A rather impressionistic view of Fuji San in sometsuke on a mokko shape with full cloud feet. A very pretty and stylized piece, when comparing with the above you can really appreciate Shouseki’s diverse styles.


Two totally different style views of Fuji San in sometsuke on identical pots, shown together to compare the different feel of the different paintings, all else being equal, literally. The spartan landscape of the first pot is light and airy and really feminizes the strong lines of the pot, while the second (“The Great Wave” again) is heavier and more masculine and would be better suited to a stronger tree.


A pair of glazed round pots with cut designs. Very interesting shapes and glazes to these two cascade or semi cascade style pots.


A pair of longer tray style glazed pots. I really like the glaze on the first piece, it’s metallic sheen is beautiful and deep.

A pretty classical soft cornered rectangle with cut feet and deep, dark blue glaze. Shouseki has left the feet unglazed to show the quality Arita clay from which the body is constructed.

And we’ll finish up our look at Matsumoto Shouseki with my favorite glazed piece of the bunch, a soft rectangle with a wonderful oribe over iron blue crackle, in the style of Wakamatsu Aiso. The depth of the iron blue glaze and it’s swirling patterns is impressive, and the green crackle is beautifully rendered and uniform. A wonderful piece showing great skill.


Matsumoto Shouseki’s signature and two stamps.

I hope you’ve enjoyed this look at the pottery and paintings of contemporary Matsumoto Shouseki, and his more than 50 years of Bonsai Pot creation!
Thanks for reading!


About japanesepots

I've been collecting Japanese Bonsai pots for a few years, and feel that the famous, and some of the lesser known but great Japanese pot artists could do with a little more writing and exposure in English. Additionally, this blog will feature My own And others bonsai for discussion. The purpose of this blog is to further knowledge of Japanese pottery and Japanese style bonsai. If you have any questions about Japanese bonsai pottery, or would like to acquire pots by some of the potters presented in the blog, feel free to email me at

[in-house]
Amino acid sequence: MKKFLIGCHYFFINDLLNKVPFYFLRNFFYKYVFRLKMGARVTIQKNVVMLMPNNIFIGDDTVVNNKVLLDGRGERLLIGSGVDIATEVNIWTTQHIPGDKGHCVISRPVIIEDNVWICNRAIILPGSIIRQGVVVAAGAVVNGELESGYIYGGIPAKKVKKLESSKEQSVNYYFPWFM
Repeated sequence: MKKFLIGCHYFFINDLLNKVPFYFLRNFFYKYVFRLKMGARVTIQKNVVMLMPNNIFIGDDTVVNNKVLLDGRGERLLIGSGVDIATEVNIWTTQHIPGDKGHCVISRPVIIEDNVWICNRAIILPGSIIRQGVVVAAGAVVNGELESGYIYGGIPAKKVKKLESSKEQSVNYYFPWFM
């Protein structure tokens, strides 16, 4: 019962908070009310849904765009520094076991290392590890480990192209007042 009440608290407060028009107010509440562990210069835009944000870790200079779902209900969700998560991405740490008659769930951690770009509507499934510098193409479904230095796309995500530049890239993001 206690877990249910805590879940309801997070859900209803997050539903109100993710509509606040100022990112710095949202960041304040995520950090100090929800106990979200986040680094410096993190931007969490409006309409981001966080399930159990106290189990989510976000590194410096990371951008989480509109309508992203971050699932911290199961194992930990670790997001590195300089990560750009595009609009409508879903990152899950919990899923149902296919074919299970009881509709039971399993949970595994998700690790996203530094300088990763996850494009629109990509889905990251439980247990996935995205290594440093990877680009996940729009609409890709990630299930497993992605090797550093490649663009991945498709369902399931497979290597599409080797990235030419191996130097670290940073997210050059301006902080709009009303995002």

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4 Responses to Matsumoto Shouseki(松本松石)

  1. Nathan Simmons says:

    You commented on the “lightning strike” from the original painting of Mt. Fuji. I interpreted it as lava flow but got really confused when he painted the scene on the pot as the lava flow appears to go out in space away from the mountain. Just curious what you think of my lava idea. Great blog! Keep it up

    • japanesepots says:

      Hi Nathan,
      I interpret as a lightning strike because of the shape and because of the title of the two prints where this Fuji San is pictured: “Shower below the Summit”(that’s this one), and “Thunderstorm at the Foot of the Mountain”(an identical print, except the clouds are much lower). In all honesty, Hokusai could be portraying anything on the slopes of Fuji, given his stylized use of color, but since he only uses this particular technique during storms, I go with lightning. Thanks for the comment!

  2. Tomz says:

    This is very usefull, thanks for the nice picture’s!

  3. Nathan Simmons says:

    No thank you! I appreciate you taking the time to address it and to do this blog. Now that I look at it as lightning the pot looks much better to me.